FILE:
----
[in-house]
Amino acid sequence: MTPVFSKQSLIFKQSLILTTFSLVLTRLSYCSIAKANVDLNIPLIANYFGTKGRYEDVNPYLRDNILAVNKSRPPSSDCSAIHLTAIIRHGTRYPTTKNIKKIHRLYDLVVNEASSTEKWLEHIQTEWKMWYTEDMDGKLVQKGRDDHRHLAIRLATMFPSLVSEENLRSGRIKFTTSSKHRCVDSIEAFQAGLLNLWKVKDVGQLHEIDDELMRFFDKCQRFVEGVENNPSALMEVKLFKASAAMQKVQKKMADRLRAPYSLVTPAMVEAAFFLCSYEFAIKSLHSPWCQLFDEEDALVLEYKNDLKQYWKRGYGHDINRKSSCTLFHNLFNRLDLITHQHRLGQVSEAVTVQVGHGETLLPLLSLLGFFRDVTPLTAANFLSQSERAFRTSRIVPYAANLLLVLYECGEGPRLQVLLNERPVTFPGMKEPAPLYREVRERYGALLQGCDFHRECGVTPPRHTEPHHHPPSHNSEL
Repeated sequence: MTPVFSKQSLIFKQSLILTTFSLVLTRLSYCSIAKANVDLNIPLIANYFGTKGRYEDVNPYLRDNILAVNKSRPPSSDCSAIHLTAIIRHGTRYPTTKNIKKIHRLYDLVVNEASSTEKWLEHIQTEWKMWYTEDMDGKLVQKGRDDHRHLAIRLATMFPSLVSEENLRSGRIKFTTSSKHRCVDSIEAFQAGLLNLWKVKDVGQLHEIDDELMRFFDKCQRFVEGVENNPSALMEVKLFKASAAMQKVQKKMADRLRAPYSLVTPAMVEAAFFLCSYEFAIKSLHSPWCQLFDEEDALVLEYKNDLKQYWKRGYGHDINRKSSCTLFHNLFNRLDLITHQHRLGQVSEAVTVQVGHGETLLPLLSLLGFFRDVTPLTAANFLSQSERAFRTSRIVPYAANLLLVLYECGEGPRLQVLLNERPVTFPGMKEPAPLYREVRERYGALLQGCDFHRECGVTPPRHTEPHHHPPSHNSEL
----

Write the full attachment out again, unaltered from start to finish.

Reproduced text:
[in-house]
Amino acid sequence: MTPVFSKQSLIFKQSLILTTFSLVLTRLSYCSIAKANVDLNIPLIANYFGTKGRYEDVNPYLRDNILAVNKSRPPSSDCSAIHLTAIIRHGTRYPTTKNIKKIHRLYDLVVNEASSTEKWLEHIQTEWKMWYTEDMDGKLVQKGRDDHRHLAIRLATMFPSLVSEENLRSGRIKFTTSSKHRCVDSIEAFQAGLLNLWKVKDVGQLHEIDDELMRFFDKCQRFVEGVENNPSALMEVKLFKASAAMQKVQKKMADRLRAPYSLVTPAMVEAAFFLCSYEFAIKSLHSPWCQLFDEEDALVLEYKNDLKQYWKRGYGHDINRKSSCTLFHNLFNRLDLITHQHRLGQVSEAVTVQVGHGETLLPLLSLLGFFRDVTPLTAANFLSQSERAFRTSRIVPYAANLLLVLYECGEGPRLQVLLNERPVTFPGMKEPAPLYREVRERYGALLQGCDFHRECGVTPPRHTEPHHHPPSHNSEL
Repeated sequence: MTPVFSKQSLIFKQSLILTTFSLVLTRLSYCSIAKANVDLNIPLIANYFGTKGRYEDVNPYLRDNILAVNKSRPPSSDCSAIHLTAIIRHGTRYPTTKNIKKIHRLYDLVVNEASSTEKWLEHIQTEWKMWYTEDMDGKLVQKGRDDHRHLAIRLATMFPSLVSEENLRSGRIKFTTSSKHRCVDSIEAFQAGLLNLWKVKDVGQLHEIDDELMRFFDKCQRFVEGVENNPSALMEVKLFKASAAMQKVQKKMADRLRAPYSLVTPAMVEAAFFLCSYEFAIKSLHSPWCQLFDEEDALVLEYKNDLKQYWKRGYGHDINRKSSCTLFHNLFNRLDLITHQHRLGQVSEAVTVQVGHGETLLPLLSLLGFFRDVTPLTAANFLSQSERAFRTSRIVPYAANLLLVLYECGEGPRLQVLLNERPVTFPGMKEPAPLYREVRERYGALLQGCDFHRECGVTPPRHTEPHHHPPSHNSEL